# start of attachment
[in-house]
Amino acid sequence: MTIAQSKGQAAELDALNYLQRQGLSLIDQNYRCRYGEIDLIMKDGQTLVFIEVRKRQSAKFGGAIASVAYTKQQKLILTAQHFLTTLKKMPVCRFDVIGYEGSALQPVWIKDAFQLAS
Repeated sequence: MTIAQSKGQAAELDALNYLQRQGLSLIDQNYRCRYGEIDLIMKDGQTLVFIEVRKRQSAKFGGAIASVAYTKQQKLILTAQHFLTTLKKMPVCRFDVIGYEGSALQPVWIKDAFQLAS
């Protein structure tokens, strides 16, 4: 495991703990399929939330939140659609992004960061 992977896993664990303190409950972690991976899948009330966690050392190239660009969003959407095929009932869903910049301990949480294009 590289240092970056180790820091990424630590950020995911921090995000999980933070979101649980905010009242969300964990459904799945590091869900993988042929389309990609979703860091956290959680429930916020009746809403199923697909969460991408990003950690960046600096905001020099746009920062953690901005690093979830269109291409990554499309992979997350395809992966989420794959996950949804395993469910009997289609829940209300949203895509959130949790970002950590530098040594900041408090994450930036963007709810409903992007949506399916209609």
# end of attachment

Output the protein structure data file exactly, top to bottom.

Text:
[in-house]
Amino acid sequence: MTIAQSKGQAAELDALNYLQRQGLSLIDQNYRCRYGEIDLIMKDGQTLVFIEVRKRQSAKFGGAIASVAYTKQQKLILTAQHFLTTLKKMPVCRFDVIGYEGSALQPVWIKDAFQLAS
Repeated sequence: MTIAQSKGQAAELDALNYLQRQGLSLIDQNYRCRYGEIDLIMKDGQTLVFIEVRKRQSAKFGGAIASVAYTKQQKLILTAQHFLTTLKKMPVCRFDVIGYEGSALQPVWIKDAFQLAS
């Protein structure tokens, strides 16, 4: 495991703990399929939330939140659609992004960061 992977896993664990303190409950972690991976899948009330966690050392190239660009969003959407095929009932869903910049301990949480294009 590289240092970056180790820091990424630590950020995911921090995000999980933070979101649980905010009242969300964990459904799945590091869900993988042929389309990609979703860091956290959680429930916020009746809403199923697909969460991408990003950690960046600096905001020099746009920062953690901005690093979830269109291409990554499309992979997350395809992966989420794959996950949804395993469910009997289609829940209300949203895509959130949790970002950590530098040594900041408090994450930036963007709810409903992007949506399916209609």